Two days ago, Hungarian Prime Minister Viktor Orbán won a fourth consecutive term in an election that international observers say was marred by an uneven playing field that benefited the ruling Fidesz party. It’s an issue entrenched during Orbán’s decade in power, during which civil liberties groups say the Hungarian leader has seized control of democratic institutions and funneled taxpayer money to friends.
The EU’s response has been as expected. The European Commission will activate a powerful new mechanism to cut funding to Hungary for eroding the bloc’s rule of law standards.
The hand of justice, on Orbán. Hungary thus becomes the first country to face proceedings under the new power, which gives the EU the authority to cut millions in payments to countries where it determines rule-of-law violations are putting the bloc’s budget at risk. We are talking about more than 40 billion euros in EU funds. The Commission’s decision to go ahead could signal a turning point in Brussels’ willingness to go after wayward members accused of corruption and democratic backsliding.
Still, while Commission President Ursula von der Leyen is prepared to move on after months of deliberation, significant bureaucracy and political debate must develop before knowing whether Hungary will ultimately lose critical EU funds.
The mechanism. Once the Commission formally starts the process, a long back-and-forth with Budapest is expected. It will then be up to the EU Council, made up of representatives from each country, to ultimately determine whether to cut the money. Any funding reduction needs a “qualified majority” to pass, meaning that at least 55% of EU countries represent at least 65% of the bloc’s population.
Corruption and years of influence. Hungary has long served as a test case for the EU’s ability to combat violations of the rule of law within its own ranks. Since coming to power in 2010, the Orbán government has introduced a new constitution and changed the electoral system, while the Fidesz party has extended its influence to the judiciary, state media and the education system, putting Orbán loyalists at the forefront. of the institutions.
At the same time, high-level corruption has proliferated in Hungary, and Orbán’s family and close friends have become some of the richest people in Hungary, thanks in part to EU-funded public procurement projects.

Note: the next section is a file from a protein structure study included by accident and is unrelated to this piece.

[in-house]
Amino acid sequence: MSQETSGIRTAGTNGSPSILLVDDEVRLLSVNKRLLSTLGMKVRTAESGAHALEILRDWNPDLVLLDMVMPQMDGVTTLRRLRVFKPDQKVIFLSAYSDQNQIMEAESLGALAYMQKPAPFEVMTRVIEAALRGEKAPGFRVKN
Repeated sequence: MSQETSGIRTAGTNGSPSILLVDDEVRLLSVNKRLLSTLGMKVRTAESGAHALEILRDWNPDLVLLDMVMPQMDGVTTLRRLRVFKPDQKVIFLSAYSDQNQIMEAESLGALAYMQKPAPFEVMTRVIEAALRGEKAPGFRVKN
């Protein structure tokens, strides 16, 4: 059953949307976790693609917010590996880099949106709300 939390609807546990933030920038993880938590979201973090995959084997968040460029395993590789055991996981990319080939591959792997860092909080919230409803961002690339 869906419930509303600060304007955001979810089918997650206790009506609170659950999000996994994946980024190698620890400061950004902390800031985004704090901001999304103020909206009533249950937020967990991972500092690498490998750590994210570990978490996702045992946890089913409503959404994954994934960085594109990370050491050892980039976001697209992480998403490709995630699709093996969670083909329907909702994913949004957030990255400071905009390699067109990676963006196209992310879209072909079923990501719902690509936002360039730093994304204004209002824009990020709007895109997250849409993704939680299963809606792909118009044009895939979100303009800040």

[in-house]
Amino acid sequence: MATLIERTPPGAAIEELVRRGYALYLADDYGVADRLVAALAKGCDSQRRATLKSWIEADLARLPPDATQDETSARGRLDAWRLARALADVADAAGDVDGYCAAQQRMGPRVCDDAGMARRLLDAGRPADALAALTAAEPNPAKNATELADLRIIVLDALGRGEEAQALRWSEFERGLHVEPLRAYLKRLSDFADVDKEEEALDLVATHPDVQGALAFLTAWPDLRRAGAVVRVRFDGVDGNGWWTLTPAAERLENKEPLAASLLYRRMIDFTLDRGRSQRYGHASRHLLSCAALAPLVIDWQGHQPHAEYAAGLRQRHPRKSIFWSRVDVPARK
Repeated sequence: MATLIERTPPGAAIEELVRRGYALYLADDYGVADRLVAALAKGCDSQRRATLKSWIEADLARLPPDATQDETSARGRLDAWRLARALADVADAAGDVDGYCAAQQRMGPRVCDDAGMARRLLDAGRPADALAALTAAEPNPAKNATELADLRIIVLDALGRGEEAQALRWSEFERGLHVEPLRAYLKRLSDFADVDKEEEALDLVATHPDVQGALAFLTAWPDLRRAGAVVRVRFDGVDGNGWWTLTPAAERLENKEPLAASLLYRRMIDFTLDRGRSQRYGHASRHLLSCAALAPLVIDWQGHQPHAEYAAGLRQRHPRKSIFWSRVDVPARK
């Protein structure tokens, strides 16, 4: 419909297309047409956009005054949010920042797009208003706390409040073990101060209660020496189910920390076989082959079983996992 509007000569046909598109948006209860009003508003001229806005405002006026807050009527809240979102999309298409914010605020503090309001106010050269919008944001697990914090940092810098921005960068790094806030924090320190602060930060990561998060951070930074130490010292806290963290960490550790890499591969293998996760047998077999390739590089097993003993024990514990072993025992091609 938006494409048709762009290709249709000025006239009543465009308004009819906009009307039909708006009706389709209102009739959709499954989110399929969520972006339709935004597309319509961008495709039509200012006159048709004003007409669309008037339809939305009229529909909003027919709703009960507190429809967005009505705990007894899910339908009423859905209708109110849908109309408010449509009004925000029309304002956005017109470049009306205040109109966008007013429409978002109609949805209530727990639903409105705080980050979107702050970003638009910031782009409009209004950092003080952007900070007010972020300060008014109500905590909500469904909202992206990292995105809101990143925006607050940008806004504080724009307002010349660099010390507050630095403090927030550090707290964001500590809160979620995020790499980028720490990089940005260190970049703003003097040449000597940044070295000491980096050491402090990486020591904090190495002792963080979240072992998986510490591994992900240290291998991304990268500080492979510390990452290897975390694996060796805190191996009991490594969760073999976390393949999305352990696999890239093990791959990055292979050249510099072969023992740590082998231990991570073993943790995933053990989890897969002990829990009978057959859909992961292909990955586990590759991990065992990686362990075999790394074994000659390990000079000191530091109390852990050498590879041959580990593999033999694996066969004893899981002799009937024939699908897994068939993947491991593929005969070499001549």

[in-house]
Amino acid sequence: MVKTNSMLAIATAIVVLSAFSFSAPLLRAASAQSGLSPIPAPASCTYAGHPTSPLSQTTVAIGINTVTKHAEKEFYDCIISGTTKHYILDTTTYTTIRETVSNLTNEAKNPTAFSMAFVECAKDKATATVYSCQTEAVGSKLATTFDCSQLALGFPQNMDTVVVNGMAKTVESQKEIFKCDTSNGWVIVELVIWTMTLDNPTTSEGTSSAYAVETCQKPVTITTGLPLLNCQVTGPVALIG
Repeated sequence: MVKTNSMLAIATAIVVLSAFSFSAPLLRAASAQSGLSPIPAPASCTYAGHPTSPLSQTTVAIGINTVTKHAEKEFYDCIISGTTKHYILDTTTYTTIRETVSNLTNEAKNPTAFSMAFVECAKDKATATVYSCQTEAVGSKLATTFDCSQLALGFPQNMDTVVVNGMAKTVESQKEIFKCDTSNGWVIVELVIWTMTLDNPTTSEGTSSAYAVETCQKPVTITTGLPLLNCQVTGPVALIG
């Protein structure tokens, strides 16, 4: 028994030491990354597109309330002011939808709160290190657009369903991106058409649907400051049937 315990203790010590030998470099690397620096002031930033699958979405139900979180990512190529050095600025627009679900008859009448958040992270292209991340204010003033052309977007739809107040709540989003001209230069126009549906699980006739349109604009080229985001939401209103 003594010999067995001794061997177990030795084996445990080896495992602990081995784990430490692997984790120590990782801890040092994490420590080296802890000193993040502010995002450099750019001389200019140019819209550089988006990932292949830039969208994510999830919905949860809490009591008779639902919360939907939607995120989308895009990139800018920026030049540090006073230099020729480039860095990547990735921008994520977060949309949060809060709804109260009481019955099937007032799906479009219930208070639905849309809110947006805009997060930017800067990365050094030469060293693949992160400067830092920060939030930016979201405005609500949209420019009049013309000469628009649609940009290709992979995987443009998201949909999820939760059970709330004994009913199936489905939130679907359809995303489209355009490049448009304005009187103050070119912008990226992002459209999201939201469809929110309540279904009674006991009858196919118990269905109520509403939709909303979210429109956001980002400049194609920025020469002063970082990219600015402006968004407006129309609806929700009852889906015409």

Complicated relationship. Poland and Hungary are the only two EU states subject to the so-called Article 7 procedure, which could lead to the suspension of their EU voting rights. That process is hampered by the need for unanimity among member states before such punishment can be imposed.
Poland has taken a more conciliatory stance of late after its simmering feud with the bloc almost reached a boiling point in October when the nation’s highest court ruled that some EU laws are incompatible with the country’s constitution. country, undermining a cornerstone of EU membership.
democratic backsliding. As a result, experts and the opposition point out that Hungary is no longer a full-fledged democracy. Meanwhile, the Hungarian government has long denied there are problems with democracy at home, dismissing the new mechanism as a politically motivated tool. But Brussels has struggled to address democratic backsliding in Budapest, with officials stressing that the bloc’s underlying treaties do not envisage a scenario in which a member country follows an autocratic path.
For years, the various EU institutions tried in vain to use existing measures to bring Hungary into submission. The Commission repeatedly took Hungary to the EU’s highest court for its controversial measures, but Orbán continued to consolidate his power. The European Parliament began the bloc’s Article 7 censorship procedures in 2018, an extreme measure that can result in a country losing its voting rights, but the process has stalled.
The moment has come. Under pressure from frustrated Western EU governments and members of the European Parliament, who have complained that EU taxpayer funds are being misused by governments flouting democratic norms, the bloc created a new mechanism at the end of 2020 that allows you to reduce EU funding to member countries where violations of the rule of law affect the EU budget in a “sufficiently direct way”.
But under a political agreement reached between EU leaders, the Commission has agreed to postpone the deployment of the new power until Hungary and Poland challenge the legality of the new mechanism before the EU Court of Justice. The time could have come.
Image: Juan Carlos Rojas (GTRES)